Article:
Don't panic. SQL Server magazine published “A New Law Could Change the Way You Build Database Applications” a few days ago which gives the initial impression that all of us in the industry have a lot of work to do to comply with Massachusetts’ new legislation on personal information security.
Commenters on Slashdot and reddit were quick to label the piece as FUD for peddling SQL Server, but I’ll give Brian Moran the benefit of the doubt and assume he didn’t knowingly misinform his readers. Here are some of the critical mistakes though:
What is “Personally Identifiable Information”?
…If you have personally identifiable information (PII) about a Massachusetts resident, such as a first and last name, then you have to encrypt that data…
STOP! That’s not what this law is about. It concerns the pairing of publicly available personal information (e.g. someone’s name, which might be available in the phone book), and sensitive information such as a Social Security number, a driver’s license number or a credit card number.
Storing the name of a customer in SQL Server without the data being encrypted? No way, Jose.
Actually, go ahead Jose. As mentioned above, we’re not talking about a persons name, we’re talking about private information linked to that name. But futhermore, the law makes no requirement that you have to encrypt that information in your database as long it’s stored securely. If your database server is in a physically secure location, and you’ve taken reasonable (they use that word a lot in this law) efforts to restrict physical and electronic access, you’re square with this law.
The law does require encryption of such data on portable devices and public networks, which is a very, very good idea.
Perhaps just as much fun is the fact that to be compliant with the law your company will also need to maintain a Written Information Security Plan (WISP) and file it with the state of Massachusetts.
There’s no mention in the law itself of having to file anything with the state of Massachusetts. The accompanying Compliance Checklist and Small Business Guide talk about what a WISP is and what it should include, but they don’t mention anything about submitting it anywhere.
Who should be concerned?
If I didn’t know better, I’d think the security czar of Massachusetts … was a SQL Server sales executive because the law could sell a heck of a lot of SQL Server 2008 Enterprise Edition upgrades to get Transparent Data Encryption and other useful Enterprise Edition-only features in the OS and database stack.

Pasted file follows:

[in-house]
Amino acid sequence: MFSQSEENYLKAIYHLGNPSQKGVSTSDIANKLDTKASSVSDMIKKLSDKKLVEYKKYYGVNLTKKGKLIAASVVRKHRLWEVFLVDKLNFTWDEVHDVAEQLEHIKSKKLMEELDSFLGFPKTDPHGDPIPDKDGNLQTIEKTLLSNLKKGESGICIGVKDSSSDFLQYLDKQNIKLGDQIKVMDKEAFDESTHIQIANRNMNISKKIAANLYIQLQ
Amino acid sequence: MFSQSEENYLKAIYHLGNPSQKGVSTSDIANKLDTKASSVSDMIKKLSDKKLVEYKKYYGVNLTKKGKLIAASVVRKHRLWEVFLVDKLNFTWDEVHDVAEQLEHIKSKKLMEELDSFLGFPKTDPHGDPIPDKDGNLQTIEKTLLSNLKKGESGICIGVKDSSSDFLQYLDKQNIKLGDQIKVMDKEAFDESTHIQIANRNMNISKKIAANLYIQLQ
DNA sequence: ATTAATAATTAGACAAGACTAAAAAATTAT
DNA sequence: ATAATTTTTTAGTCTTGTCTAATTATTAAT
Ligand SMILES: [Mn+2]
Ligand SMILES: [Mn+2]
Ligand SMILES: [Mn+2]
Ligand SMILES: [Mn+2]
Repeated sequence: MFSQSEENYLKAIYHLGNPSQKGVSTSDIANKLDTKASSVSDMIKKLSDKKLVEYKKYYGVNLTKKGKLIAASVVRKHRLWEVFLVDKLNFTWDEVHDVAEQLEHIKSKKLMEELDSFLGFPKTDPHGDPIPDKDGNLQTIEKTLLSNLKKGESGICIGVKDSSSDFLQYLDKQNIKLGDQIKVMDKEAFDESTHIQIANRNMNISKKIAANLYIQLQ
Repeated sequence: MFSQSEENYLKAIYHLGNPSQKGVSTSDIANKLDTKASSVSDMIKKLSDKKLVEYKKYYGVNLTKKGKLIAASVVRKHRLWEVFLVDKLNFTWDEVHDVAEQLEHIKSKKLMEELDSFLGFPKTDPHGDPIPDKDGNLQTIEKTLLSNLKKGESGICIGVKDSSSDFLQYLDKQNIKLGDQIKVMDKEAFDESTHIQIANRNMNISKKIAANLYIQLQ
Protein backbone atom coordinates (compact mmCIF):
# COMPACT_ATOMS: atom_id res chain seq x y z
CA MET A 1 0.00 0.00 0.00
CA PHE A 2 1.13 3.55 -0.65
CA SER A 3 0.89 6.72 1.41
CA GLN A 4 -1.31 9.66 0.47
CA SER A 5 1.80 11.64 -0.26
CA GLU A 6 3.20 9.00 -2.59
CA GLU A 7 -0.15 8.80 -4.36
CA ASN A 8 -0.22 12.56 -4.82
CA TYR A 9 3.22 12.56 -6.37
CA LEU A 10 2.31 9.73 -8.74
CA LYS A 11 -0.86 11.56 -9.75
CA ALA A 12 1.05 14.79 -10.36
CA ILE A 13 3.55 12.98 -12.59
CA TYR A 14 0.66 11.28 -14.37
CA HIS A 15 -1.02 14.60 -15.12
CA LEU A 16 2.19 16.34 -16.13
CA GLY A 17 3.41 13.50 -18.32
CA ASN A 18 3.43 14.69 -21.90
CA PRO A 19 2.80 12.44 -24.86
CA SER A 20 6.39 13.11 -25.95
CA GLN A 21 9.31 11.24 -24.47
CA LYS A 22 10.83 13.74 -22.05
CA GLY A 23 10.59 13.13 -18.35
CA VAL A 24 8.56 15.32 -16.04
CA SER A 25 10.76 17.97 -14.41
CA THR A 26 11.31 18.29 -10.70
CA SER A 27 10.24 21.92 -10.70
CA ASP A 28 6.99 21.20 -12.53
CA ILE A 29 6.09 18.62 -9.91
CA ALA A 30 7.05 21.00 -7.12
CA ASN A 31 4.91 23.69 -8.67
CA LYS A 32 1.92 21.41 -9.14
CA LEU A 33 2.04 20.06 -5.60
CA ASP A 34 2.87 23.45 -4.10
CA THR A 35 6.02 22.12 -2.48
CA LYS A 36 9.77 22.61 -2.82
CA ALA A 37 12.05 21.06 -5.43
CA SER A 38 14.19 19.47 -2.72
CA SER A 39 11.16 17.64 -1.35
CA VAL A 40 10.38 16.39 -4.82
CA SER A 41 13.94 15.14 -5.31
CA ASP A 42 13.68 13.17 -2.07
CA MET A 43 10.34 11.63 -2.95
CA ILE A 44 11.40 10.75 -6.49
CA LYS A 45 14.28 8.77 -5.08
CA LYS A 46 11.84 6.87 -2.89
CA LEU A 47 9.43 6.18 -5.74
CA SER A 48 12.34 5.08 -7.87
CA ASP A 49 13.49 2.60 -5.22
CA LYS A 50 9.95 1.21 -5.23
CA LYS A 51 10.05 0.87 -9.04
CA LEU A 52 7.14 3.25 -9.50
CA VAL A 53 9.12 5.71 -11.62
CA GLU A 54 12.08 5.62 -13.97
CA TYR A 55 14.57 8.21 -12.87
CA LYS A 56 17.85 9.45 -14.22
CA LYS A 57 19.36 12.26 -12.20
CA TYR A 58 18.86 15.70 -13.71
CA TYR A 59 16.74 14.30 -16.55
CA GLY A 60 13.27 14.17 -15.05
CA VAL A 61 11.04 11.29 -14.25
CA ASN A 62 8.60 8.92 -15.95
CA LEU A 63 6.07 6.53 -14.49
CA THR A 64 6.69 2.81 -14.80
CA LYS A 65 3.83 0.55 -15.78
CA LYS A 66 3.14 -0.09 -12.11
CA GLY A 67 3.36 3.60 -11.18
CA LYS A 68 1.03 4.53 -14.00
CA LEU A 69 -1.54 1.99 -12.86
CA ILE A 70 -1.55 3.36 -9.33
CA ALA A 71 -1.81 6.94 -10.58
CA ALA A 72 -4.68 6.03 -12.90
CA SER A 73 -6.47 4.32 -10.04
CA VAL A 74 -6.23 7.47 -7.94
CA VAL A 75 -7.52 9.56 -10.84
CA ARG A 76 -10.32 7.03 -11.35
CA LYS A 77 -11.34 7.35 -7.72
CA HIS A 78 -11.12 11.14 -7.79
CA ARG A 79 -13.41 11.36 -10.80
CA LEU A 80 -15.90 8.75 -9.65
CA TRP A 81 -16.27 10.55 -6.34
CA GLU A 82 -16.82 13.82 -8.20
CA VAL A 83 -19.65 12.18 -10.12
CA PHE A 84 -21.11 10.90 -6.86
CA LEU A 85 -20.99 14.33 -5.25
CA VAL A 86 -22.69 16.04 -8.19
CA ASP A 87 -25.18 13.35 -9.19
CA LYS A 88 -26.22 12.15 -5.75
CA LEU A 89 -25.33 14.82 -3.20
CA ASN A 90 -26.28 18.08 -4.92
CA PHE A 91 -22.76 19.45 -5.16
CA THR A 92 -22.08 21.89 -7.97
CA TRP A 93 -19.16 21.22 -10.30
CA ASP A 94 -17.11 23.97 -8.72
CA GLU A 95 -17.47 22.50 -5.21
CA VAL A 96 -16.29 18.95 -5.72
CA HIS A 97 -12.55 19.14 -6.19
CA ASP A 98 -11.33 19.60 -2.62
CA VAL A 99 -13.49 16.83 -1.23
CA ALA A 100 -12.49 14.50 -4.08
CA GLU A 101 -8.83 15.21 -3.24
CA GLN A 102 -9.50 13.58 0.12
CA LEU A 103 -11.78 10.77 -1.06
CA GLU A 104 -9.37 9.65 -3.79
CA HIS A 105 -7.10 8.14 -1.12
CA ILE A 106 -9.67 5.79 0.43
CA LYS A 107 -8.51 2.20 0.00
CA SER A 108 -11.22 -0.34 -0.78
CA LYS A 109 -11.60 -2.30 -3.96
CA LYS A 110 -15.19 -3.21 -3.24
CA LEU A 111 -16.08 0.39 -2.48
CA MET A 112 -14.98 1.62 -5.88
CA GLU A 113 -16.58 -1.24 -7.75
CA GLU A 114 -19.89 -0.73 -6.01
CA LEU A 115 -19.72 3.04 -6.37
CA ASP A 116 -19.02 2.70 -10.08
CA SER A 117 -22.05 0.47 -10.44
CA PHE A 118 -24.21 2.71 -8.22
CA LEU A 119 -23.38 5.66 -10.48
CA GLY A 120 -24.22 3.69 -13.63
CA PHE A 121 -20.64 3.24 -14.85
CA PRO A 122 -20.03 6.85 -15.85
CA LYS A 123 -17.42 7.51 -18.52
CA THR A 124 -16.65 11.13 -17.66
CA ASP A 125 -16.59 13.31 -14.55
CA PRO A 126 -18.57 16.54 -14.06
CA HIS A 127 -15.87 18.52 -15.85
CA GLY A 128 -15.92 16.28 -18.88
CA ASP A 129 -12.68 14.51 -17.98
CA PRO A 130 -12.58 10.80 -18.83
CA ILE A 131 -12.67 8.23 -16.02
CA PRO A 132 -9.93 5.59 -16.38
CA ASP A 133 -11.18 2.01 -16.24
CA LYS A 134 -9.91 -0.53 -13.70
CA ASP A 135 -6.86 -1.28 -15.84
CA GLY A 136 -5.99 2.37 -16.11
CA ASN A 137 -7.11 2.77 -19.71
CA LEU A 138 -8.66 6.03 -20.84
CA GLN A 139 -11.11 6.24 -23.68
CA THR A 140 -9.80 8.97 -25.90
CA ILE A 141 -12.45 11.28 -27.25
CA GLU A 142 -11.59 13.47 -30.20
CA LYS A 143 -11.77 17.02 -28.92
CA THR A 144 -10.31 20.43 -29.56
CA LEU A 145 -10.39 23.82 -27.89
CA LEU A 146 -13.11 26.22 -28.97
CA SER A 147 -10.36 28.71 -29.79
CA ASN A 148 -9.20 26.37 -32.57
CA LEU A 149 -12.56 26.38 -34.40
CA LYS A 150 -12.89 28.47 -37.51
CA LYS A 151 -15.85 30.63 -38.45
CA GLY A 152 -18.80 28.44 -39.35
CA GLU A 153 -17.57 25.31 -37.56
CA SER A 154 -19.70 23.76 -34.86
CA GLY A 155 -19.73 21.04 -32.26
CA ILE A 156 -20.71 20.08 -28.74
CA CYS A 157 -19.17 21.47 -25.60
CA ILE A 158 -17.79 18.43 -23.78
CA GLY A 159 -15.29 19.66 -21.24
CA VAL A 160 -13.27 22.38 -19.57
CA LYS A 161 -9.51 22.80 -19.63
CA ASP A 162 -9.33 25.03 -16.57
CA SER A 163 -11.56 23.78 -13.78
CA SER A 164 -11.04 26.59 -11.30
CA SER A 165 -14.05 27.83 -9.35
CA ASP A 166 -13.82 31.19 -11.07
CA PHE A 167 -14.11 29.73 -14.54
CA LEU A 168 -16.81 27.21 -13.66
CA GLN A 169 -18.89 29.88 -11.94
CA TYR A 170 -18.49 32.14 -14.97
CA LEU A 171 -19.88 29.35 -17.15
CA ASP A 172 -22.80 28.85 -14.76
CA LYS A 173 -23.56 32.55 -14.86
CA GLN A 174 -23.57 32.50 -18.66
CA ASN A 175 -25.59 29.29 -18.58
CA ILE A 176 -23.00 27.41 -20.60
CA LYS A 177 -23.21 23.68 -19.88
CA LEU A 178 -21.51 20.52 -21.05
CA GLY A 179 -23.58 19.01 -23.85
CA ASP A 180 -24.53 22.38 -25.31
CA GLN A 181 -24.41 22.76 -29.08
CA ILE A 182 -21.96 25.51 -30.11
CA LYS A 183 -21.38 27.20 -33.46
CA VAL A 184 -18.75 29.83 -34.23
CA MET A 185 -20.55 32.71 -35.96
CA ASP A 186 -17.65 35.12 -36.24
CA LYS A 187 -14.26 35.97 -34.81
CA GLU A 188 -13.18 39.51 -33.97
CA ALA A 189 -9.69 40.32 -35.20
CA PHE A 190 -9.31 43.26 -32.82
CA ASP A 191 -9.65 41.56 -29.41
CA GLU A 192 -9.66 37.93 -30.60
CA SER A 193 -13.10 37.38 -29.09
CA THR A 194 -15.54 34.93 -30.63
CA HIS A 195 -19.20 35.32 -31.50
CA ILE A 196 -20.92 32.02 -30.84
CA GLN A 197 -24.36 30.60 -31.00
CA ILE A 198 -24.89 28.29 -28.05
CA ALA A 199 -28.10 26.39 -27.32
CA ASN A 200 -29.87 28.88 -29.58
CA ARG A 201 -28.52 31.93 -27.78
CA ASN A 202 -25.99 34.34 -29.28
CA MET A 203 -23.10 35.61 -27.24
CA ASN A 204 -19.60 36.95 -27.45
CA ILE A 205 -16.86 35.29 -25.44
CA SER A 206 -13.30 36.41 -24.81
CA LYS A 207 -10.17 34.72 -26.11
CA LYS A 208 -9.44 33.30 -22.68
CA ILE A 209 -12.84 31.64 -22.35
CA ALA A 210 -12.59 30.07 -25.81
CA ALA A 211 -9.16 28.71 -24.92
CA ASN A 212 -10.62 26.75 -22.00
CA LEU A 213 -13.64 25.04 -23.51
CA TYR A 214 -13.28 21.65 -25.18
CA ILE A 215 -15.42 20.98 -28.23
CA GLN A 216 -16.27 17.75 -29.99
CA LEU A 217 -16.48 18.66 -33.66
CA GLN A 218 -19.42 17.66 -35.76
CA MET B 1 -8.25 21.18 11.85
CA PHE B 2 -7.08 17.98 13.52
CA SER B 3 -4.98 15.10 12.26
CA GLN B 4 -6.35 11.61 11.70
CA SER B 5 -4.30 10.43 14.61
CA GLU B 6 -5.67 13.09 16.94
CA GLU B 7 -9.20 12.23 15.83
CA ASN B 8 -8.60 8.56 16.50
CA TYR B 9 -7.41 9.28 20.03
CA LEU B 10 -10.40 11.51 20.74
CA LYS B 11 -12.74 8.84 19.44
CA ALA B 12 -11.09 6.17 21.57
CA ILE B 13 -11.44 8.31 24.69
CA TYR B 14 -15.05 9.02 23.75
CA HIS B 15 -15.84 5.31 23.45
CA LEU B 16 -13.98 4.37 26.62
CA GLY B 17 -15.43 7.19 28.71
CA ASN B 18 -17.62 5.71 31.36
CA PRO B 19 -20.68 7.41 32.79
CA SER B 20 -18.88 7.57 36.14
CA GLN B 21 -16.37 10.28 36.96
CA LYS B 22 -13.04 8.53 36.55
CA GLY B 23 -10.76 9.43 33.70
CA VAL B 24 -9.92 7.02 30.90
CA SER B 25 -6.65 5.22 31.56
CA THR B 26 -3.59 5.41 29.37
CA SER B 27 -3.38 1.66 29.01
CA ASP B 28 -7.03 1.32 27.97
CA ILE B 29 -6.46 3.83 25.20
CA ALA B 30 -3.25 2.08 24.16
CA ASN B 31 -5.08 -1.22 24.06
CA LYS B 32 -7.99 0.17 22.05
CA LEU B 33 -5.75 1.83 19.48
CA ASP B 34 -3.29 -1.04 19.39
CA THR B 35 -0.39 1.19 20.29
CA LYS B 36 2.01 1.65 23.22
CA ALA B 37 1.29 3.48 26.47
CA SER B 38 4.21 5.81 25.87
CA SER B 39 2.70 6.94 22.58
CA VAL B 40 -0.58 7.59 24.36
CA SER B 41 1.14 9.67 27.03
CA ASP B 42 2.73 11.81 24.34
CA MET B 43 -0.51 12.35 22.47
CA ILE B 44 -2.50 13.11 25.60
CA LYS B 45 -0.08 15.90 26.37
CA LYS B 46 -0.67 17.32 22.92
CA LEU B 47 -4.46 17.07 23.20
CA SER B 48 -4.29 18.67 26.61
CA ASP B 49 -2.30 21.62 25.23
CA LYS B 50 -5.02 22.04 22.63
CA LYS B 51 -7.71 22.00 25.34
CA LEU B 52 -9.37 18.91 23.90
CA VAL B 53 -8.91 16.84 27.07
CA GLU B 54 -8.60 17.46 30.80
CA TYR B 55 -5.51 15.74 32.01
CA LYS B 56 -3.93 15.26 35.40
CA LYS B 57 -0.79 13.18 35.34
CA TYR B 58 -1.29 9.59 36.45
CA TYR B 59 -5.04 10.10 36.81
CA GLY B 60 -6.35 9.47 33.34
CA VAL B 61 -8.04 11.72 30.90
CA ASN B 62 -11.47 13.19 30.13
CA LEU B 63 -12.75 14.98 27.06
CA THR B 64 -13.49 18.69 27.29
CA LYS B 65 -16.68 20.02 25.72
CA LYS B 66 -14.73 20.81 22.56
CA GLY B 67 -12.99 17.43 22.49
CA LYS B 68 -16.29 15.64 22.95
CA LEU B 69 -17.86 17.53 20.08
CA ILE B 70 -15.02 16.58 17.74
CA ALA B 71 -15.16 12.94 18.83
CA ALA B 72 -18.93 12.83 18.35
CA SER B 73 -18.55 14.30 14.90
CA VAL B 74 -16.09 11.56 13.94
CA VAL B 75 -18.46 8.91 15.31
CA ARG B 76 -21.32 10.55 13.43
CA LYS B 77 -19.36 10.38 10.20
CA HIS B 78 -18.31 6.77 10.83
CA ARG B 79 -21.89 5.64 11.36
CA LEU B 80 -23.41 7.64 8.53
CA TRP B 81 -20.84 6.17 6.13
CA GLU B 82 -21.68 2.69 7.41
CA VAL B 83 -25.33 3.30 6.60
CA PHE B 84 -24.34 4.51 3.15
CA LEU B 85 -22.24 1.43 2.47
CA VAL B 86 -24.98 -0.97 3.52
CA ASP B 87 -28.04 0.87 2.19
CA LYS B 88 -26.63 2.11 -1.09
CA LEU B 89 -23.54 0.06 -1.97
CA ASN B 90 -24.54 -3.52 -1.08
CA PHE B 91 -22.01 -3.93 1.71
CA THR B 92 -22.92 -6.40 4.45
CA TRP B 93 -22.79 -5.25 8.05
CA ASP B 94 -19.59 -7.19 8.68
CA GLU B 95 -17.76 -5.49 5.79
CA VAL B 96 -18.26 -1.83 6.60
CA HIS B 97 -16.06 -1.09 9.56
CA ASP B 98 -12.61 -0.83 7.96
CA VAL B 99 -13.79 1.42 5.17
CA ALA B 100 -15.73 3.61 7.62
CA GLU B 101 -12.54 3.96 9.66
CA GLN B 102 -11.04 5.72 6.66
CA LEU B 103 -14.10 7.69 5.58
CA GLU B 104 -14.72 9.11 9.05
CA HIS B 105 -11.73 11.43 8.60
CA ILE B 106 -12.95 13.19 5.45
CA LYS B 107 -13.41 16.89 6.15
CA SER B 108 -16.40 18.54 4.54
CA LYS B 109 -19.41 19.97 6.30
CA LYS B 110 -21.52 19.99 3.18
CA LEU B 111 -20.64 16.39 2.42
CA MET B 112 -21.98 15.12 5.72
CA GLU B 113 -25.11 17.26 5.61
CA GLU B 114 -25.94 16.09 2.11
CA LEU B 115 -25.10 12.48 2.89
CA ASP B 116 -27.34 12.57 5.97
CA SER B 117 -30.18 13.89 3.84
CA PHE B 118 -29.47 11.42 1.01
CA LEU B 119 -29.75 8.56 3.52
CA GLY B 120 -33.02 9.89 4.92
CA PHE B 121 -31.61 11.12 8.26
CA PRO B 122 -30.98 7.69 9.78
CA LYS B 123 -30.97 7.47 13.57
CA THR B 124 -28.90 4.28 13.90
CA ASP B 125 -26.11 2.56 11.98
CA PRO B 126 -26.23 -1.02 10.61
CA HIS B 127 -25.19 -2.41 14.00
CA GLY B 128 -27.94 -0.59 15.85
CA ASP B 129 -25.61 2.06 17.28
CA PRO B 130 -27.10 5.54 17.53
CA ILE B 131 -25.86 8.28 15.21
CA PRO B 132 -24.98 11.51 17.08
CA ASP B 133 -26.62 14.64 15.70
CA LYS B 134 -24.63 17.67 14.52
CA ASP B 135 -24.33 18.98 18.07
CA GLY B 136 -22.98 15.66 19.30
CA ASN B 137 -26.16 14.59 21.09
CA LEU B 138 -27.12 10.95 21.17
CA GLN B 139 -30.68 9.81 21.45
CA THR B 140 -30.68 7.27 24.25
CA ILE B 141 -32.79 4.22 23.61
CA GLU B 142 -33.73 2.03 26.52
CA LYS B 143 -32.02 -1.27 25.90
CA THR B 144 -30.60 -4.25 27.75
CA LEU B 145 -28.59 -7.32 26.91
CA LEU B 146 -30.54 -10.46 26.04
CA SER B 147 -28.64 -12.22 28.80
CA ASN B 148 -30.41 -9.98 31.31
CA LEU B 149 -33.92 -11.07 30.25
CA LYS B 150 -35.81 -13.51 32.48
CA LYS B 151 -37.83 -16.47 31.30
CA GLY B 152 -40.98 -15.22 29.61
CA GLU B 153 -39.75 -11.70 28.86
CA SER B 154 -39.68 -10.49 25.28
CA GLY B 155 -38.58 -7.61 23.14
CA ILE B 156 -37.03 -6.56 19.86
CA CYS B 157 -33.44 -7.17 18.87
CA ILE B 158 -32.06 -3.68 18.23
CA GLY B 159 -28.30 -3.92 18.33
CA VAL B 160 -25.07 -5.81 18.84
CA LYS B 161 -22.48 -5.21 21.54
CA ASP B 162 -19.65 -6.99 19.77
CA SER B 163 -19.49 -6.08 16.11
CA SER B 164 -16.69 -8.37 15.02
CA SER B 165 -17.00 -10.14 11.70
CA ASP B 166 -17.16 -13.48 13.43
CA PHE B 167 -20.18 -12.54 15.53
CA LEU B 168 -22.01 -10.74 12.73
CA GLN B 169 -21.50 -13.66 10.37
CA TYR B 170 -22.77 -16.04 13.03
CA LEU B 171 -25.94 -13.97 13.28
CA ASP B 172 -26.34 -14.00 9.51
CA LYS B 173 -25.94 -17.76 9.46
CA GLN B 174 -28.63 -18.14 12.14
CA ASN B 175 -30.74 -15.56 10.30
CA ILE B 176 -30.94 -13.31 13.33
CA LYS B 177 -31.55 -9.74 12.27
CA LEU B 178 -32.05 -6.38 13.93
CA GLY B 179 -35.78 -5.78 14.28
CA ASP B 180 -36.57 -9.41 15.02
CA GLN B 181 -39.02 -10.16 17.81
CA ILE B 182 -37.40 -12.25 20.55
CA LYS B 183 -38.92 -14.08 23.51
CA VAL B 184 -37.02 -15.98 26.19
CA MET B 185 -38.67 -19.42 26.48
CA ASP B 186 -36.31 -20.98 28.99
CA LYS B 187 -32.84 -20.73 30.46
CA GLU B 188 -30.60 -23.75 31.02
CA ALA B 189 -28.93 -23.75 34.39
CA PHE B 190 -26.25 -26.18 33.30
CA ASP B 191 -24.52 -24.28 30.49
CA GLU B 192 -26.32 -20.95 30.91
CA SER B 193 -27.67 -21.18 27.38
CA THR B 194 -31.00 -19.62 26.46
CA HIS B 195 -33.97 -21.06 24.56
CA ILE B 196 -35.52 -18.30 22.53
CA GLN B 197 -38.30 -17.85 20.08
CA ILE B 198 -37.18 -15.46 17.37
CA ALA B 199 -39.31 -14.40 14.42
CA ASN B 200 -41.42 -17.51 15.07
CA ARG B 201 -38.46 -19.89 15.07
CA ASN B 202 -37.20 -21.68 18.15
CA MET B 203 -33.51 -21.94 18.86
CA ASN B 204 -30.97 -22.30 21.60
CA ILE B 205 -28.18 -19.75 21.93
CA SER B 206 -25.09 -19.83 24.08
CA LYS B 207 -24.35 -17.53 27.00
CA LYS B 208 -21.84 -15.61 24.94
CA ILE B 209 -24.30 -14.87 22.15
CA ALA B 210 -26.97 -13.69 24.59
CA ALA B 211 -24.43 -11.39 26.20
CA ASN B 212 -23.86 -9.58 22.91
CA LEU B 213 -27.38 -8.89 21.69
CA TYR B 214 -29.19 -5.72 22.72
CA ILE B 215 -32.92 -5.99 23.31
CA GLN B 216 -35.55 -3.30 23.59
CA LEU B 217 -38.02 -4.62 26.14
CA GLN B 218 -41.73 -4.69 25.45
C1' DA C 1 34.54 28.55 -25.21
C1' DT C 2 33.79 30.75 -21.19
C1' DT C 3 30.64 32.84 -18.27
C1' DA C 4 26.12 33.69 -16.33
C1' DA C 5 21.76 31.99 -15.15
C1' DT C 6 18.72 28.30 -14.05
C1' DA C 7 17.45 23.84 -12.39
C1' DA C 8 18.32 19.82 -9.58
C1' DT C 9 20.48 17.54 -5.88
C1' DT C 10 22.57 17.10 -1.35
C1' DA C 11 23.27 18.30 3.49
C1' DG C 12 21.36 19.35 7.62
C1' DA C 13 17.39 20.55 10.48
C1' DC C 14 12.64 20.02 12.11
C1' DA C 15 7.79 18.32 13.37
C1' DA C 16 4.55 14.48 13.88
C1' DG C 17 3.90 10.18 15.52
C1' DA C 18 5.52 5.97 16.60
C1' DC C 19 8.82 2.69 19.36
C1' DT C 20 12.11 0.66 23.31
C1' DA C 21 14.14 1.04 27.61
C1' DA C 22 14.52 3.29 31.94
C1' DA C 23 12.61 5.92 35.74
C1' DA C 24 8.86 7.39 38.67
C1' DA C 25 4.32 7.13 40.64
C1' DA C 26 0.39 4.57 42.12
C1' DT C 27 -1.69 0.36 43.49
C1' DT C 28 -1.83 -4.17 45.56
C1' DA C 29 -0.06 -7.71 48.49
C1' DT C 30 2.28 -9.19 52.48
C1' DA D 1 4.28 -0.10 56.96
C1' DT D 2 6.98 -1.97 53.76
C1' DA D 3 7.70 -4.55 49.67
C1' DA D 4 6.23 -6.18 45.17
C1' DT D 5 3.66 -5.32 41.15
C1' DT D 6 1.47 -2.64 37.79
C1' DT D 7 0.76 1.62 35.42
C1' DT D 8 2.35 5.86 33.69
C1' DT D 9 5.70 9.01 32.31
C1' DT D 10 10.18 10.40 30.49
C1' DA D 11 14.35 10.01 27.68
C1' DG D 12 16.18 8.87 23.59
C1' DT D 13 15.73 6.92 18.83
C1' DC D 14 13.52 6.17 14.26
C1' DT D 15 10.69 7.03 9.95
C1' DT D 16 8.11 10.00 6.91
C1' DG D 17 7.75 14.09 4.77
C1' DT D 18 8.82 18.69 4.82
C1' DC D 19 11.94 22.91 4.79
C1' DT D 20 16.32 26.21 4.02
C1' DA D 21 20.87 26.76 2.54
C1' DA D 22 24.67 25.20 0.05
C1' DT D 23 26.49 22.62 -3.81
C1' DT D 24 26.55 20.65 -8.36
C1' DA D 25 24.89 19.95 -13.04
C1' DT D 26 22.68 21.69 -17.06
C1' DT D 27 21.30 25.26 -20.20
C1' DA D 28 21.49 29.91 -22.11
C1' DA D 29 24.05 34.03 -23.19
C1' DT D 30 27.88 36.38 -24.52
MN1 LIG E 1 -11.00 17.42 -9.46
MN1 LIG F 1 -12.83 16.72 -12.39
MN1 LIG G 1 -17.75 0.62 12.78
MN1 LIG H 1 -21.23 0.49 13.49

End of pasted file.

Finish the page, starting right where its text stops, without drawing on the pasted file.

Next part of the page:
Wow. I take it all back. This is definitely FUD.
As far as I can see the only people who should be nervous about this legislation are those who have been treating sensitive information carelessly up till now. I’m going to take a step further and say that this is good legislation. It’s only four pages, the legalese is not too thick, the regulations mirror industry best practices, and the penalties are reasonable (though some would say much too light) considering the kind of damage identity theft can cause.
It’s annoying that it has been implemented at a US state level (if all states enacted similar legislation, you’d have 50 different sets of rules to keep track of), but the law itself seems sane to me. As our sysadmin succinctly put it: “It looks like a sudden outbreak of common sense.”
If you are in the business of handling confidential personal information and don’t already have a “Written Information Security Plan”, you should probably look into drafting one. The Massachusetts Office of Consumer Affairs and Business Regulation has also done an pretty good job of providing supporting information to help people comply with the new regulations.
Aside: If you’re interested in encryption, Mike Ivanov has put together some great posts on Python cryptography.